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By Leslie Ries and Jeff Pippen

Every year, millions of Monarch Butterflies fly south from their summer breeding range in eastern North America on a journey south to a small set of mountaintops in central Mexico where they spend the winter.  Although many butterfly species take large migratory flights, Monarchs are one of the few species of butterflies that are known to undertake long-distance roundtrip migrations that are similar to birds.  Unlike birds, they complete this journey over several generations, so the butterflies flying south are the grandchildren or great-grandchildren of the butterflies that departed Mexico the spring before.  Monarch colonies on their overwinter grounds in Mexico have been declining since about the mid-1990s, and this population drop has been of grave concern to butterfly conservationists.  Monarchs are now being considered for listing under the endangered species act.  There is now a substantial push by the scientific community to understand the cause of their declines.

              One of the biggest challenges to understanding Monarch declines is tracking their abundance patterns from year to year.  Traditionally, Monarchs are censused in winter where they are all congregating in one general area in central Mexico.  However, because their populations grow and peak each summer, understanding their dynamics throughout their migratory range is increasingly important, but also very difficult!   The Monarch research community has recently become very reliant on the citizen (or community science) volunteers to report Monarch sighting data throughout their range in North America for both eastern and western populations. (Western populations overwinter along the coast of California).  We rely on a network of general butterfly- and Monarch-focused programs to report data on abundance, movement, development and disease.  However, these volunteers tend to want to go where the Monarchs are, so it is of particularly high value to have observation stations that are not set up with Monarchs in mind.  That is where HMANA has become a critical partner.  We are so excited that the raptor monitoring community, which have been recording Monarch sightings for years, has partnered with the North American Butterfly Monitoring Network to formalize their data collection on Monarchs.  This will allow us to do much more sophisticated analyses by accounting for effort. Having effort data (time spent surveying and distance/area of surveys (stationary in the case of hawk watch sites) significantly improves our statistical analysis power.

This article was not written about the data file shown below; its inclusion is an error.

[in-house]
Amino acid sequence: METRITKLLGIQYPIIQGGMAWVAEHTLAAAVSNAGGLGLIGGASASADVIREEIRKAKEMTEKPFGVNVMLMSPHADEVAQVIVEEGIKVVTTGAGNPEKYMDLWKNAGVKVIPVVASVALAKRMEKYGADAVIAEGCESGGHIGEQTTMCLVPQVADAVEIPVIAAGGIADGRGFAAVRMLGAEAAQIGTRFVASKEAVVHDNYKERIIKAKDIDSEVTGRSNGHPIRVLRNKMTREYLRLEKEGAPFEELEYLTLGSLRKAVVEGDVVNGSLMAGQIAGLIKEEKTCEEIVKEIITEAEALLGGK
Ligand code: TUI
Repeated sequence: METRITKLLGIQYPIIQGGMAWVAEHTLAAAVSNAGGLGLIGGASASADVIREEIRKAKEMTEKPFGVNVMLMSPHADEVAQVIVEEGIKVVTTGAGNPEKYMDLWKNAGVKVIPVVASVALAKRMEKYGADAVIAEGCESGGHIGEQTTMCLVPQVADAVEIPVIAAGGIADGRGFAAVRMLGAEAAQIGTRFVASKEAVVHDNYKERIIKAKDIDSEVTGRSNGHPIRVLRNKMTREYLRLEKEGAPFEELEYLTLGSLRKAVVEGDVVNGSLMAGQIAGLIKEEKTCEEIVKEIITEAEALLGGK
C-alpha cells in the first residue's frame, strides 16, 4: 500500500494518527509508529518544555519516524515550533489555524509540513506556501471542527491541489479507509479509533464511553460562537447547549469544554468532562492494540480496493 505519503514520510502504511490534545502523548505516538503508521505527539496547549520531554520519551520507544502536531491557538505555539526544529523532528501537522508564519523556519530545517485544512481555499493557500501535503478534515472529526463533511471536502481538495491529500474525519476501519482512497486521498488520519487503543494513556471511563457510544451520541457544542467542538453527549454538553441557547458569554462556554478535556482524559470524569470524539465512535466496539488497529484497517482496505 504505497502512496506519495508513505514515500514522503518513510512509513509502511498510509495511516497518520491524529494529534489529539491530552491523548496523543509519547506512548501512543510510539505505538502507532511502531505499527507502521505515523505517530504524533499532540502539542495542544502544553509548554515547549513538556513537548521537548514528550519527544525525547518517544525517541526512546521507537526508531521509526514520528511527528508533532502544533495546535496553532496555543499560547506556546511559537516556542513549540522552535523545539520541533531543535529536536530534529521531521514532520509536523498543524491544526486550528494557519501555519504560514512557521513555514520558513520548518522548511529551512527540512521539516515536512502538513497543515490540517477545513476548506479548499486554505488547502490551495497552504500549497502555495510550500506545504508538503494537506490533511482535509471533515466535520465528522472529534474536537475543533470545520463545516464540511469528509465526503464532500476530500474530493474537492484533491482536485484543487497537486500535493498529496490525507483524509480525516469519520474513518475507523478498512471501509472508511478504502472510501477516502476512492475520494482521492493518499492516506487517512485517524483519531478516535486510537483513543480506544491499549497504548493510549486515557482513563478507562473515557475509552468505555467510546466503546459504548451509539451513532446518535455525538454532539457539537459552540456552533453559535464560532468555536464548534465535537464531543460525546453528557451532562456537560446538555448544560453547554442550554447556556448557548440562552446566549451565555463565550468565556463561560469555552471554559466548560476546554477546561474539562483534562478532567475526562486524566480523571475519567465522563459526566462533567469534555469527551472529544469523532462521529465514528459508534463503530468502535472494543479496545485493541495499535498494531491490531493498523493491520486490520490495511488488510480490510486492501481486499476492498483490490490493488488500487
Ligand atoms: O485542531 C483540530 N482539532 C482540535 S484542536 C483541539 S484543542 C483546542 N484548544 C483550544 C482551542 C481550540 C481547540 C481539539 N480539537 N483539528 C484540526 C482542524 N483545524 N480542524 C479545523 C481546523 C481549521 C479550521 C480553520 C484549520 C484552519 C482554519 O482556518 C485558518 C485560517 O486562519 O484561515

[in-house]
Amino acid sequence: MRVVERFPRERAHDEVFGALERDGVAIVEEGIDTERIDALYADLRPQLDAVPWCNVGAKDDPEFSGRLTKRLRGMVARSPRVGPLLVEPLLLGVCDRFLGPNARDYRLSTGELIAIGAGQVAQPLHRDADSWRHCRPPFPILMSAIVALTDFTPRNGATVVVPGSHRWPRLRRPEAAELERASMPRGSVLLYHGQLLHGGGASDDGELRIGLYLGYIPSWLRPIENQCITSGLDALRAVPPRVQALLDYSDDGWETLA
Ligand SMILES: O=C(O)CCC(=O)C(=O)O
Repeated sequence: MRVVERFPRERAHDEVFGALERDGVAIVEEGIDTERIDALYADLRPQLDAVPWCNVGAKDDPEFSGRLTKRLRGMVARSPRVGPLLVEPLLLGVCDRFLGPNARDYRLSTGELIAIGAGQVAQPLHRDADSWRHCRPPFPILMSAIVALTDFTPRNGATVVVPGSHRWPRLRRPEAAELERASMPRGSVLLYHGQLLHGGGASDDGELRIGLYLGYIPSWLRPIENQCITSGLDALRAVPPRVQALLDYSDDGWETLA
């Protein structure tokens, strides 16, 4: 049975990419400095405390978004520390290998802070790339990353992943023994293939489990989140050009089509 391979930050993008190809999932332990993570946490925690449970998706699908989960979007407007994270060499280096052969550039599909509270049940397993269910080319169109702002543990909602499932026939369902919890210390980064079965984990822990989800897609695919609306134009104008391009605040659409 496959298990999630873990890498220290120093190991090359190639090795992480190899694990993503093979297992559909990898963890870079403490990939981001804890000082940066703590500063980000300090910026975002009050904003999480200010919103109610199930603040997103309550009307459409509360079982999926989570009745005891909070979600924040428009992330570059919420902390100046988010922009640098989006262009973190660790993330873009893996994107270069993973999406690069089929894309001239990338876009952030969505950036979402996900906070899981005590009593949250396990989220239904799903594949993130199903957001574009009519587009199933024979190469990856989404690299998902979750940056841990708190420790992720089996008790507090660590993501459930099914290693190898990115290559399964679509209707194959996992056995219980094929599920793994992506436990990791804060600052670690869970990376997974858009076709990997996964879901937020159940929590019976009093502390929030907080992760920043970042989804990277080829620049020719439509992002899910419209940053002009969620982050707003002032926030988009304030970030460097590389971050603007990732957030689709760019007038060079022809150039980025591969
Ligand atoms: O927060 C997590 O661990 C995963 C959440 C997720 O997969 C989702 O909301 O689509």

Our first hawk watch data set from 2019 shows how we can track the shifting abundance of Monarchs as they move south in the fall (see graph below). We are also hoping to be able to look at more detailed factors, like the effect of prevailing winds, weather (including extreme weather like hurricanes), and climate shifts in the detailed progression of Monarchs, and we will be able to examine differences from day to day to determine these effects.   Your data will also help us answer some long-standing questions about migration, including whether mortality during migration is responsible for the long-term decline of Monarchs.  We are very excited to have started this partnership and we look forward to working together into the future to learn about migratory dynamics for the Monarch. 

If your hawk watch site is interested in being part of the Monarch Butterfly Monitoring Project at your spring or fall watch site, please email Julie Brown at brown@hmana.org and a data field will be added to your online data form. You can also learn more about the project at www.hmana.org.